The Reivers

Faulkner’s final novel The Reivers, written in 1962, is something of an uncharacteristic masterpiece.

The narrator, Lucius Priest, is an old man recounting adventures from when he was an eleven-year-old boy, in 1905, just as automobiles first arrived in Jefferson, Mississippi. His grandfather, Boss Priest, who owns one of the few cars then in existence, goes by train to a distant funeral, leaving Lucius to enter into an unspoken pact with his grandfather’s driver (and distant relative), Boon Hogganbeck. They conspire to steal the car and take it to Memphis, Tennessee, where gambling, scams, and prostitution await. To “reive”, by the way, is to steal, hence the “reivers”.

It remain a powerful narrative and worthwhile read for several reasons:

  • It is a brilliant coming-of-age story, a bildungsroman, incisively examining the miracle of maturation and personal growth. The novel produces a man from a boy, like transmuting lead into gold, in a way that gives insight into life. The transformation contains all the fits and starts that a growing conscience exhibits as it encounters life’s complexities, and the lessons of code, conduct, and character that the young boy infers from circumstance somehow always exceed their proximate causes. In this way, it is a morally impressive novel. The mental forces that the narrator refers to as “Virtue” and “Non-virtue” appear early: Lucius knows, from the beginning, that with a single word he could command Boon to take him back home, and that not only would Boon obey, but he would be relieved. And yet he knows that he is too far gone for this, and must redeem himself some other way that lies in moving forward and not in retreat. The circumstances are specific, but the lessons learned are universal, and the clarity by which Faulkner renders the former into the latter contributes no small part to the power of this novel. The education is naturalistic; not by rote and certainly not by example, but by the mere exposure to the challenges of life itself, Lucius enters adulthood.
  • It is stylistically beautiful. It reads like a yarn, a rye-soaked conversation, meandering through generations. The narrator addresses the reader as a younger generation of the family, and thereby deepens the atmosphere. The device allows the narration to contrast the conditions of 1905 to the 1950s, when the story is being told. Yet to provide background the narrator also travels much further back in time. Especially in the beginning, it snakes through the nineteenth century as a prologue to the action, at a slow pace, filled with intriguing characters, often in such a way that one cannot quite make out where the stories are coming from or going to. The narrator hauls aboard every strand in sight which might later come in handy, yet through this discursiveness such life comes through as to keep the journey extremely enjoyable.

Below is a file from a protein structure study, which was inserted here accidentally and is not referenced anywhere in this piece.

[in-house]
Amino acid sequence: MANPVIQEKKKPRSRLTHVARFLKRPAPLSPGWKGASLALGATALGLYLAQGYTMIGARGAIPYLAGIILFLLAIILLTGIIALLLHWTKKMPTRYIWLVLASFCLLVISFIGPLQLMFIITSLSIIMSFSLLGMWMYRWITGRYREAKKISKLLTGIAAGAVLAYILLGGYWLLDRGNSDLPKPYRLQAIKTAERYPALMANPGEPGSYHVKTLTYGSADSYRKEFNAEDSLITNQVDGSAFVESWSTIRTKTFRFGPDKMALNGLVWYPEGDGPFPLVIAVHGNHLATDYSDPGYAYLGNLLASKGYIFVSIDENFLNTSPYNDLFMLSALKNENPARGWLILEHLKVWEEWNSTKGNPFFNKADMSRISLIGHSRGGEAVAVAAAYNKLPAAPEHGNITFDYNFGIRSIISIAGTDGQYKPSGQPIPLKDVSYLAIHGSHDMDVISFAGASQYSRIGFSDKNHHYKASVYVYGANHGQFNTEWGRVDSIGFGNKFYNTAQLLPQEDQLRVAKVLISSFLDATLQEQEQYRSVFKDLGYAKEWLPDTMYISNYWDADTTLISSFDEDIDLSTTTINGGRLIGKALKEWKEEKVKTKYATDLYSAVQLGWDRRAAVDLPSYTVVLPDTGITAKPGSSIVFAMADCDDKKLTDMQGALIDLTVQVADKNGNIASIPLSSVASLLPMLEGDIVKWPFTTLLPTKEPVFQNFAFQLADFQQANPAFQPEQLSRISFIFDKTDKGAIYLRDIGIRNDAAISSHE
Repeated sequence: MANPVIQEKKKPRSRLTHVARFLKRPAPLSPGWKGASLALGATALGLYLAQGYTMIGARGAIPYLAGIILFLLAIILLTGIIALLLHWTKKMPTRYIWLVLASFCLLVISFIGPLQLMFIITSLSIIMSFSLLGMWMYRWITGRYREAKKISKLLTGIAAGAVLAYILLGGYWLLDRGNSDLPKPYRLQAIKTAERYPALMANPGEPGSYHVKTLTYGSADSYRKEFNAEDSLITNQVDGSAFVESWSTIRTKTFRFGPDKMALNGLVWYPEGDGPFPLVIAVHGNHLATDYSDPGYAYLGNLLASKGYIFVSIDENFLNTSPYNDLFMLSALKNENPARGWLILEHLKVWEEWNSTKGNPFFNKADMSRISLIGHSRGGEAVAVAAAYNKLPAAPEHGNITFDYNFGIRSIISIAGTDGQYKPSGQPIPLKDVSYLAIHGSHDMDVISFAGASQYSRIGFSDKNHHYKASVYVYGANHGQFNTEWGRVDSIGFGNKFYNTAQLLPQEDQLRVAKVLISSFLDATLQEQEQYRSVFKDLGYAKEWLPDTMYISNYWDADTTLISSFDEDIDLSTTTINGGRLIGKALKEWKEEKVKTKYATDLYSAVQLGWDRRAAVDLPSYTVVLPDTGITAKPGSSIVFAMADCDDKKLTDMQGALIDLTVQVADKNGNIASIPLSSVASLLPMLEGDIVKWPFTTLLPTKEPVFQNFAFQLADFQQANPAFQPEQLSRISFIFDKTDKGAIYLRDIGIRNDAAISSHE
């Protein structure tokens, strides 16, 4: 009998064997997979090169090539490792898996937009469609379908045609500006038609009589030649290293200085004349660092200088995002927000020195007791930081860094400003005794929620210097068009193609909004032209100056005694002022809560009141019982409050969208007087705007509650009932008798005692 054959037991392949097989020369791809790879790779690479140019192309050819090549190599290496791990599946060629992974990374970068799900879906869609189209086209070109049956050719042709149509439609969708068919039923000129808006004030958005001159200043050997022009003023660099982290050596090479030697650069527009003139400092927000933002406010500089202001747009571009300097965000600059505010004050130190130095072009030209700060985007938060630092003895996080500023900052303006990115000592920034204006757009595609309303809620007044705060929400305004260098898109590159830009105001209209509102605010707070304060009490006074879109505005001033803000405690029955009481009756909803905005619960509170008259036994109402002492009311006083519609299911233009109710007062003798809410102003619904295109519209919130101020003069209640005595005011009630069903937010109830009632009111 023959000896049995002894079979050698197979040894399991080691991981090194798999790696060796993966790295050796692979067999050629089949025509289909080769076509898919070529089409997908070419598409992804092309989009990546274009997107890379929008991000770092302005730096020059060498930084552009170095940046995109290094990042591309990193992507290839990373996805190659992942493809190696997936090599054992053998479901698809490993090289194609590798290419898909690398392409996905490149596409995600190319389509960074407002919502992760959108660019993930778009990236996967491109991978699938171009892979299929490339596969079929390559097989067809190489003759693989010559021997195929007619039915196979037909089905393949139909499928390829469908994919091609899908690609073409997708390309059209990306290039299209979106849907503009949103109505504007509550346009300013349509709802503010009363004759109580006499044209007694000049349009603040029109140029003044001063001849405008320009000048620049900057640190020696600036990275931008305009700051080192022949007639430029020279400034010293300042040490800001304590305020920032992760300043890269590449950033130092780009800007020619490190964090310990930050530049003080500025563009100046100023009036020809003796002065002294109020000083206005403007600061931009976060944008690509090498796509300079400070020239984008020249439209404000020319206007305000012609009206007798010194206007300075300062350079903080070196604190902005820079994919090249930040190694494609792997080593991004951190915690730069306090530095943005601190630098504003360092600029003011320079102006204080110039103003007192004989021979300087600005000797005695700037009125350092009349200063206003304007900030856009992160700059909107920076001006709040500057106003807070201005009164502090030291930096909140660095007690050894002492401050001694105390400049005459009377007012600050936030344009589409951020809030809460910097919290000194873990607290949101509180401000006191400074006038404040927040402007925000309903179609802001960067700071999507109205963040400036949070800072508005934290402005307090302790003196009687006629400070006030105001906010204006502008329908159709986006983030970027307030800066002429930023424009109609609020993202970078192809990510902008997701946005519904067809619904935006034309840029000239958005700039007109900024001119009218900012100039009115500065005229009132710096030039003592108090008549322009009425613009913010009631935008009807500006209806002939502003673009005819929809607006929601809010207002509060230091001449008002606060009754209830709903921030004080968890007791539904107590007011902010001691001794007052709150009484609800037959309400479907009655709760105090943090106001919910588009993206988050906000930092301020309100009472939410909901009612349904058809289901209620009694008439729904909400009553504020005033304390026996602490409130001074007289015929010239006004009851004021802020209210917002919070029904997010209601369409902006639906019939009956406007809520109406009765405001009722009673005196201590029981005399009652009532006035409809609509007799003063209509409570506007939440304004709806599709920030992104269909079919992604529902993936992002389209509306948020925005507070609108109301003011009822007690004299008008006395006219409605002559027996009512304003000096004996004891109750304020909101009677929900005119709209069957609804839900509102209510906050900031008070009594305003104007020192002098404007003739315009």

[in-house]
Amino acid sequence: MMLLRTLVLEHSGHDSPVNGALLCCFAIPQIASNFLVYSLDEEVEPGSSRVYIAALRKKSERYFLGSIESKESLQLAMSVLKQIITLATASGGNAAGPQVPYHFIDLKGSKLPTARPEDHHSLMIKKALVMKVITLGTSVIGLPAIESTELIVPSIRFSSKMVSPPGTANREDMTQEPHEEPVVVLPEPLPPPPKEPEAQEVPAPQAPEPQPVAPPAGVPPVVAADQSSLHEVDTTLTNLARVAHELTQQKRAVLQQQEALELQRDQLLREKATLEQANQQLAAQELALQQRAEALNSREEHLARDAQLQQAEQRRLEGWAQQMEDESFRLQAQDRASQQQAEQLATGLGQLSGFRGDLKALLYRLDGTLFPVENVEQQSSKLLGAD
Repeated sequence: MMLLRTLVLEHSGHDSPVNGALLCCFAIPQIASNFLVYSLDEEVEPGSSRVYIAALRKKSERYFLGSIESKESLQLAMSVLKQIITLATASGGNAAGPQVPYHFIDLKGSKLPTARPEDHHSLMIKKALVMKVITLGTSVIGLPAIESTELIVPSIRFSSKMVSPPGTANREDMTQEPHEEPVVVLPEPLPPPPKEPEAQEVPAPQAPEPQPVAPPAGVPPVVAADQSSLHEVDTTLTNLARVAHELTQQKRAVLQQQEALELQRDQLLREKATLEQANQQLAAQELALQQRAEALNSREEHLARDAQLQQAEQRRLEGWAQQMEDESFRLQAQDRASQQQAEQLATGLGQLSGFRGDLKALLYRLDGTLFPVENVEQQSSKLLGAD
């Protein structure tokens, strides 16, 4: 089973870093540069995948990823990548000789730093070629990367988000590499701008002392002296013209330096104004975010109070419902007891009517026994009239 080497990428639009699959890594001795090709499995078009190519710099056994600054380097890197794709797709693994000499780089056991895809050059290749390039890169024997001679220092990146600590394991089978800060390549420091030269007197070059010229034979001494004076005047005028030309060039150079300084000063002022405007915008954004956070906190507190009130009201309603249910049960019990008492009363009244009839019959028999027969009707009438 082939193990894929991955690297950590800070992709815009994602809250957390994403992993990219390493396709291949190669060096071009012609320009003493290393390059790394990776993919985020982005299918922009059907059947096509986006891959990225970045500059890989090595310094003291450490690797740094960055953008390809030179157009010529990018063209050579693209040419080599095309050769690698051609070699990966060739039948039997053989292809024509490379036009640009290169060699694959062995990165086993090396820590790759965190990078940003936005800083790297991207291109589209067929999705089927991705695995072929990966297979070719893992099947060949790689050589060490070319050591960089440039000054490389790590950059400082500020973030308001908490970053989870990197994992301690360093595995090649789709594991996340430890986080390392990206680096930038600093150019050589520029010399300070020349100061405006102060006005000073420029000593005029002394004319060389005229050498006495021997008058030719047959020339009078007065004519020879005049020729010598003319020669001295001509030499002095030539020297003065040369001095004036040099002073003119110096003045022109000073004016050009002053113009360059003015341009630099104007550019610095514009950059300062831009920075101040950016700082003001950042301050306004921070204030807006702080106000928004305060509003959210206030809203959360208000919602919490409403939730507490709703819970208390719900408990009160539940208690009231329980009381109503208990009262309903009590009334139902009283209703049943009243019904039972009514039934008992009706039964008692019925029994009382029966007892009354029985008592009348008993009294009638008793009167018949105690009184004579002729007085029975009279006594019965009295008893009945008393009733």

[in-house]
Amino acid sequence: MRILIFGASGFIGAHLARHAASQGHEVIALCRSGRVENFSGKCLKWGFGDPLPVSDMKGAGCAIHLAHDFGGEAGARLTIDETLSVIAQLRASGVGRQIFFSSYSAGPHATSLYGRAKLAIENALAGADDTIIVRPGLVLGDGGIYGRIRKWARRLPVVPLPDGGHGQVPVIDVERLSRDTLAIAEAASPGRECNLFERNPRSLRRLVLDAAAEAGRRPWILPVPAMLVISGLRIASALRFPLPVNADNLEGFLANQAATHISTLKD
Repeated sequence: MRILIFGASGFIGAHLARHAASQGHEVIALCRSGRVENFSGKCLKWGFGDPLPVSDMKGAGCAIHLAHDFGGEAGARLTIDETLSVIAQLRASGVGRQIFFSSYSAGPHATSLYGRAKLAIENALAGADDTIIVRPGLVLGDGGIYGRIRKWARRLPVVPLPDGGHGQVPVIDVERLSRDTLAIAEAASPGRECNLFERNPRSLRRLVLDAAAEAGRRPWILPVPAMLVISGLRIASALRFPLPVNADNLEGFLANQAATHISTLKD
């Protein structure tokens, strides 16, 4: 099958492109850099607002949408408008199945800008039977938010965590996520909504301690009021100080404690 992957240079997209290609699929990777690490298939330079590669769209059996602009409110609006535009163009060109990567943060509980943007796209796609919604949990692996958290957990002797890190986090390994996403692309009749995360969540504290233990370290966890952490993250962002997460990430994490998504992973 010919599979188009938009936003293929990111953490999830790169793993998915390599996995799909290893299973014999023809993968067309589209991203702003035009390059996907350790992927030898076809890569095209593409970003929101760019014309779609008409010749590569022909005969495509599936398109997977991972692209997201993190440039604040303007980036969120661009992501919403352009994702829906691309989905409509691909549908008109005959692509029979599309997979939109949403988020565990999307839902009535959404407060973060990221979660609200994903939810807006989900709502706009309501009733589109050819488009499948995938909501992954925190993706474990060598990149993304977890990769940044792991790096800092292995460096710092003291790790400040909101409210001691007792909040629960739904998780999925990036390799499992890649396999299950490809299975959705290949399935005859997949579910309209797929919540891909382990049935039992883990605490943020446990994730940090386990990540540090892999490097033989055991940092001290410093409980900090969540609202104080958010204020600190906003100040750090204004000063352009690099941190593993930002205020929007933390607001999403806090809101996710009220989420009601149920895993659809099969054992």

• The characters are complex, sometimes enigmatic, and far from typecast. Beyond Lucius’ education and Boon’s mixed motivations, there’s the unexpected combination of folly and street wisdom in the wily Ned, as well as the mixed figures of Boss (the patriarchal grandfather) and Everbe (a partially-reformed prostitute). These are surprising characters, and their personalities are revealed not by their consistency but in moments of unpredictability, as when Everbe breaks down at Lucius’ defense of her, or the family’s treatment of Lucius’ outrageous disobedience in the conclusion. The possible exception to this is Otis, a deplorable nephew of one of the prostitutes, who acts as a foil to Lucius’ growing moral certitude.
  • It shows Faulkner’s versatility and narrative skill without resort to the virtuosity of his earlier work. Not that there’s anything wrong with it—As I Lay Dying and The Sound and the Fury are themselves baroque masterpieces. But this novel impresses by showing his virtues in a completely different mode, without resort to his surfeit of stylistic devices, to stream-of-consciousness, or to his voluminous vocabulary. The language remains first-rate, with some astoundingly interesting colloquy; what surprises more is its simplicity, in part attributable to the youthful perspective of the protagonist. Faulkner retains all the emotional force of his earlier novels despite assuming an entirely different style.
  • It’s funny. I won’t spoil its multitude of entertainments but here’s a passage that I particularly liked:

Even if Ned (or somebody else concerned) asked him point-blank if I was with him Saturday night, it would be at least Monday by then, and I had already decided quick and hard not to think about Monday. You see, if only people didn’t refuse quick and hard to think about next Monday, Virtue wouldn’t have such a hard and thankless time of it.

One comment

  1. Dave Kingsbury

    A comprehensive response to an excellent book, revealing techniques and characteristics which should help me write a similar kind of story – notably, a cross-generational and first-person narrative based on (but not identical with) my own experience.

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